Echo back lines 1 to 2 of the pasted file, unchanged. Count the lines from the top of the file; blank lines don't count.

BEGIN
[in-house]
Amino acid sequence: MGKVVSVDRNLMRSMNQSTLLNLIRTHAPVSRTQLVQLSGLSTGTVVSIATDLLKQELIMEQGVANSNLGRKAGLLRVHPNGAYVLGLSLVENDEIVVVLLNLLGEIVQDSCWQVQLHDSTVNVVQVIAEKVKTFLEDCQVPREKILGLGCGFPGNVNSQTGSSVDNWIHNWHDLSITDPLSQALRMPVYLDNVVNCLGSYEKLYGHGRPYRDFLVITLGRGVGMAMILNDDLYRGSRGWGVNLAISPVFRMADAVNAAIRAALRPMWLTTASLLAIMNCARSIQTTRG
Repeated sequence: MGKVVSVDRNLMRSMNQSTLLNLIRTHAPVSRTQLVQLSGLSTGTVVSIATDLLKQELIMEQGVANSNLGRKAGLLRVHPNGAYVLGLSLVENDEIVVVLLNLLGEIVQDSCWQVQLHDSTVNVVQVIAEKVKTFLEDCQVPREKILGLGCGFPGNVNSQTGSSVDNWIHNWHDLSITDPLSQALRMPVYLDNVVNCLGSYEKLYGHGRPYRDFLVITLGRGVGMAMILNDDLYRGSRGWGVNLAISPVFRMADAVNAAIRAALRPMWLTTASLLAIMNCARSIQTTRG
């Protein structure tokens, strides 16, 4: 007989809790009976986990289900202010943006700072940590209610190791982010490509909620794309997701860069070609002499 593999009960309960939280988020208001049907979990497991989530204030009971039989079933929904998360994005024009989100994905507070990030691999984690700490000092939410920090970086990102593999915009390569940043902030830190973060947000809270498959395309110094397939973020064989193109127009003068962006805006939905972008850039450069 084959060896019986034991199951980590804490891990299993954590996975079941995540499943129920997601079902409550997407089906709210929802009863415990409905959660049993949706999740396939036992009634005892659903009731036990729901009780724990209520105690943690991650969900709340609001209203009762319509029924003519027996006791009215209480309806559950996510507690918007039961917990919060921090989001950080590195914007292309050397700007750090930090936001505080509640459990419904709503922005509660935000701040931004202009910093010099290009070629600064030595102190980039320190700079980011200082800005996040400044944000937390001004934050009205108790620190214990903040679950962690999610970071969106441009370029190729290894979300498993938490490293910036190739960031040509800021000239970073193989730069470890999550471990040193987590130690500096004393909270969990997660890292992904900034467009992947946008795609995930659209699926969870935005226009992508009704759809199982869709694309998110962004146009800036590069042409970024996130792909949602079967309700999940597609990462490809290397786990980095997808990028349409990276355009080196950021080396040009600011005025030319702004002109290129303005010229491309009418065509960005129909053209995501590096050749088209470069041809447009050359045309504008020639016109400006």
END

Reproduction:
[in-house]
Amino acid sequence: MGKVVSVDRNLMRSMNQSTLLNLIRTHAPVSRTQLVQLSGLSTGTVVSIATDLLKQELIMEQGVANSNLGRKAGLLRVHPNGAYVLGLSLVENDEIVVVLLNLLGEIVQDSCWQVQLHDSTVNVVQVIAEKVKTFLEDCQVPREKILGLGCGFPGNVNSQTGSSVDNWIHNWHDLSITDPLSQALRMPVYLDNVVNCLGSYEKLYGHGRPYRDFLVITLGRGVGMAMILNDDLYRGSRGWGVNLAISPVFRMADAVNAAIRAALRPMWLTTASLLAIMNCARSIQTTRG